John Sheppard stared at the machine that had his two friends trapped, his jaw clenched as he attempted to keep himself from shouting at Zelenka and Beckett as the two men worked desperately to keep the people inside alive. Zelenka was working the controls as best he could without knowing exactly what they did while Beckett was monitoring the life-signs.
McKay and Dr. Weir had somehow become trapped in the machine, and as far as anyone had been able to determine it wasn't used for anything they could tell. Sheppard had started to get them out, but a buzzer had sounded. It was then that Beckett realized their brains were hooked up to the machine directly, and that their brain-waves were in danger of merging. Zelenka had discovered how to fix that, and had. Unfortunately, they seemed not to want to stay fixed, and so for nearly forty-eight hours they'd been monitoring the situation. Zelenka was looking haggard, and Beckett even worse.
Zelenka suddenly let loose a sigh of relief. "It looks as if it is stable for now," he said in the formal sounding English he always used, "there is not so much resistance as before."
"I agree, the patterns are staying separated," Beckett seconded, "that's a good sign."
"Then can we get them out of there?" Sheppard asked impatiently.
"Look, do you think they want to be stuck there for the rest of their lives? I don't. This is the best chance we have, that they have," John pleaded, "They'd want us to get them out of there…even if it…we just have to try, all right?" he said, changing what he had been going to say at the last minute.
"I agree," Teyla remarked from where she had been standing in the doorway, holding three cups of something steaming, "Dr. Weir and Dr. McKay would not wish to remain trapped like that."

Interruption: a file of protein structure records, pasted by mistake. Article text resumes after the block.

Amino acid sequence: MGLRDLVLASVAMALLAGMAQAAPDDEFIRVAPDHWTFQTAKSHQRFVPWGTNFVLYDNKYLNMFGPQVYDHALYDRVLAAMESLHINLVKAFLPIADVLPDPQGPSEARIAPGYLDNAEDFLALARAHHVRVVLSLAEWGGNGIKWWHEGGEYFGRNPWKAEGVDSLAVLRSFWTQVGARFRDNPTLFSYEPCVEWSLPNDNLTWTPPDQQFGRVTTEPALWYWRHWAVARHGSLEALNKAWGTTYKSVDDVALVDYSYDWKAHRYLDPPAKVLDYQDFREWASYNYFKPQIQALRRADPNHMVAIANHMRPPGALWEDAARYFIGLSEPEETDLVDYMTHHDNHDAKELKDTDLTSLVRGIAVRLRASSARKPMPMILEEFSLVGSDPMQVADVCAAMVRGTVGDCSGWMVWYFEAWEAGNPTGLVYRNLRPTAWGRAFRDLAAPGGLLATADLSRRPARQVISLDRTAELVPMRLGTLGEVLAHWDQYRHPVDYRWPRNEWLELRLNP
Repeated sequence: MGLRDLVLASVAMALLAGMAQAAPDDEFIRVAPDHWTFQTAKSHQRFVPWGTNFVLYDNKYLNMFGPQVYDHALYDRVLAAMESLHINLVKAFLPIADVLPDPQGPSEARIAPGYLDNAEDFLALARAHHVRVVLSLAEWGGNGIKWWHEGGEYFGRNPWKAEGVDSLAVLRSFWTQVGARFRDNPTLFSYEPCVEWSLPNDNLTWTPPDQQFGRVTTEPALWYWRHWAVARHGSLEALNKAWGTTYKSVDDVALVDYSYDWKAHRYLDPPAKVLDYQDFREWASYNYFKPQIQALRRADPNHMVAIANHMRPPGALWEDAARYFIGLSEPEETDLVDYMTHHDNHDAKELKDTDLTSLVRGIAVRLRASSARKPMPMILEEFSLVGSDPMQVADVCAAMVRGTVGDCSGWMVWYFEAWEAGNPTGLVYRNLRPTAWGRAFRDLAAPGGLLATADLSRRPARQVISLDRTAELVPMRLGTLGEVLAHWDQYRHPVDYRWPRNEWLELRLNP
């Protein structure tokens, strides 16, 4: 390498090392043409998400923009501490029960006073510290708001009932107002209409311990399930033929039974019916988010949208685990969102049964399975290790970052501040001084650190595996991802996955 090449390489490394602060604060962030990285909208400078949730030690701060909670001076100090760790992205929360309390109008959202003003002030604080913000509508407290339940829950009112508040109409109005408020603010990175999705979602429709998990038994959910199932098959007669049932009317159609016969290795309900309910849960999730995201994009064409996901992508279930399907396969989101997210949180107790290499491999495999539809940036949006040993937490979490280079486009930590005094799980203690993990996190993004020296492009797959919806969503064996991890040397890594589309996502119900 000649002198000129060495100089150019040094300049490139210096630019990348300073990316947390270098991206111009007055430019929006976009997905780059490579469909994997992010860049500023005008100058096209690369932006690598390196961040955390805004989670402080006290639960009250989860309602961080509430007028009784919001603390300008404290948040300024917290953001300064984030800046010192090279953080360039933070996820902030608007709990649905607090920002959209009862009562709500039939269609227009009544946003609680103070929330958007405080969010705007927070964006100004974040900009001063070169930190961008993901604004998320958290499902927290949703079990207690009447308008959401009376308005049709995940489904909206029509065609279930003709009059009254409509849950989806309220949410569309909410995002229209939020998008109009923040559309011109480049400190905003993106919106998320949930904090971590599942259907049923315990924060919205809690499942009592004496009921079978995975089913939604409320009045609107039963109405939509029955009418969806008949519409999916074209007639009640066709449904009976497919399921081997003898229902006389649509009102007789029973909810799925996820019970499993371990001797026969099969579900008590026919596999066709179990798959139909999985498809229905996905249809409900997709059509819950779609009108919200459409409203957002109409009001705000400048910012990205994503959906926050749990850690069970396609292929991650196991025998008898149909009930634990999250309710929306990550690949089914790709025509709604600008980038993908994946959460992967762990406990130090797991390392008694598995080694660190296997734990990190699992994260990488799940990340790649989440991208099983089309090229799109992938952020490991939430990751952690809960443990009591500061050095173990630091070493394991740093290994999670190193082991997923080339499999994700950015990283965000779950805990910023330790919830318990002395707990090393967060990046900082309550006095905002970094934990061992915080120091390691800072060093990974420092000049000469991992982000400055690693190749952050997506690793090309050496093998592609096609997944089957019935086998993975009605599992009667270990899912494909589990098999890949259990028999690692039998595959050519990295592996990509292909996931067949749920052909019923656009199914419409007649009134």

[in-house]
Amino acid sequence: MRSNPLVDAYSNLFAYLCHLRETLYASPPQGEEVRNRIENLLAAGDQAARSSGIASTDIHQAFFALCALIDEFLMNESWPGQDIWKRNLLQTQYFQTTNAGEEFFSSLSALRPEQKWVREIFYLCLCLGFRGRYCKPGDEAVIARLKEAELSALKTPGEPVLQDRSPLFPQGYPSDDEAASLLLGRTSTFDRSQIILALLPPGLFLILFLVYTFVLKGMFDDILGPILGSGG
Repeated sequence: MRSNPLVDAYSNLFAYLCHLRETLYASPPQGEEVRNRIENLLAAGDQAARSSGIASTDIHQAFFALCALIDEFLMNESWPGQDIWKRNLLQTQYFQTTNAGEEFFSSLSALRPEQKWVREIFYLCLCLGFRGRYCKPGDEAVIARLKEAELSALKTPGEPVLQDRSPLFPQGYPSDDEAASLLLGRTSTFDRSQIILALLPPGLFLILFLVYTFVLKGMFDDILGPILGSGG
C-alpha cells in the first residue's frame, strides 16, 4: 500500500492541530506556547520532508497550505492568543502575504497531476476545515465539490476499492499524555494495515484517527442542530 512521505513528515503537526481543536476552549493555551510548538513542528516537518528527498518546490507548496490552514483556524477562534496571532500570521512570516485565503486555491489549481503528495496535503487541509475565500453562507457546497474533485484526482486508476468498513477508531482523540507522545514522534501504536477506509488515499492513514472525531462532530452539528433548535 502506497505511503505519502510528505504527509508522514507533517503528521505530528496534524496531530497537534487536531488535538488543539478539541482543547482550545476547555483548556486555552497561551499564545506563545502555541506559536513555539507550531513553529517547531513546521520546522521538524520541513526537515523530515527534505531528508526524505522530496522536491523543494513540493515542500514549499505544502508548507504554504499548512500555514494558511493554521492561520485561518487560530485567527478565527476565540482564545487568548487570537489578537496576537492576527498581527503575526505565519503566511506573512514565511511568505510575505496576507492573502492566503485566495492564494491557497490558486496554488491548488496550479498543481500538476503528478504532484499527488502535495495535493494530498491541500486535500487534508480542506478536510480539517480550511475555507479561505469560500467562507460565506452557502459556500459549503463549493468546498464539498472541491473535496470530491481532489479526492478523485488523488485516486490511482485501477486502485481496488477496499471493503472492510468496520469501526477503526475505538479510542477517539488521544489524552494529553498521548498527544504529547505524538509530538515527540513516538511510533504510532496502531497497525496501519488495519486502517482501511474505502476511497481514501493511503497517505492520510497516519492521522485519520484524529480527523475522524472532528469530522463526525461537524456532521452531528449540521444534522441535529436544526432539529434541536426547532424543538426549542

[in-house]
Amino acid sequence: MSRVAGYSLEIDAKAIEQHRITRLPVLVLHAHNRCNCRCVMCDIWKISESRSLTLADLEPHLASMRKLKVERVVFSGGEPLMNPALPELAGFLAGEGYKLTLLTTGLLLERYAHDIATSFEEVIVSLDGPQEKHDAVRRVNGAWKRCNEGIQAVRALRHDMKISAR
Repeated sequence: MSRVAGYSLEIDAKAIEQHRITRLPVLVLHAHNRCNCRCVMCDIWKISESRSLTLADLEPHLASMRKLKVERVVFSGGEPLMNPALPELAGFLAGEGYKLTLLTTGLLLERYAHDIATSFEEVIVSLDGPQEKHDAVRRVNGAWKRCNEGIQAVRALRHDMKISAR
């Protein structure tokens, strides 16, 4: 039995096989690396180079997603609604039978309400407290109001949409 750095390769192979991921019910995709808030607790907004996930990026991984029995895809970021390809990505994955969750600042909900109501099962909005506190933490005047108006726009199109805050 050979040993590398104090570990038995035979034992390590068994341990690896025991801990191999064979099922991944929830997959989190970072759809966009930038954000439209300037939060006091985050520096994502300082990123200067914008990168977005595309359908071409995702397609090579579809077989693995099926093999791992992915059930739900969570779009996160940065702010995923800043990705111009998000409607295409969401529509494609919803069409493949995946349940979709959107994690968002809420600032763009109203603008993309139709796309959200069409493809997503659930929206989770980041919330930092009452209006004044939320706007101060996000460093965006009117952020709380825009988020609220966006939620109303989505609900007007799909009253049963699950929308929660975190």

John smiled at the Athosian in gratitude for her support, then turned back to look at Beckett, who still seemed undecided. Finally, the Scot nodded reluctantly. "All right, we'll try it. But any signs of danger at all, and we stop. Okay?"
John quickly acquiesced, and reached over the Czech's hands to press the release button. At first, nothing happened, and they all stared at the machine in disappointment. Then, it suddenly whirred to life, and the hatch that covered the two lifted.
Weir woke up first and looked around in confusion. She blinked rapidly before her eyes settled on John's. "What…what happened?"
John grinned at her, "You got stuck in some kind of Ancient machine, we're still not sure what it does yet."
"What about…my baby?"
The three men traded glances with Teyla, who then asked gently, "What baby, Dr. Weir?"
It was almost heartbreaking to watch the expressions that crossed her face. John had a sudden idea what the machine could have been. "It's something like virtual reality," he murmured, "That's why their brains were hooked directly up."
"But why would their brain patterns attempt to merge?" Zelenka asked.
Before anyone could respond, Dr. Weir interrupted, "It wasn't real? What do you mean by 'their' brain waves?" Her face was still a ghastly pale, but she seemed to have got over her initial shock. She turned her head and a look of understanding crossed her features. "Oh. I think it was a little more than virtual reality," she said, her voice little more than a whisper, "I can't believe it made me forget about Simon…"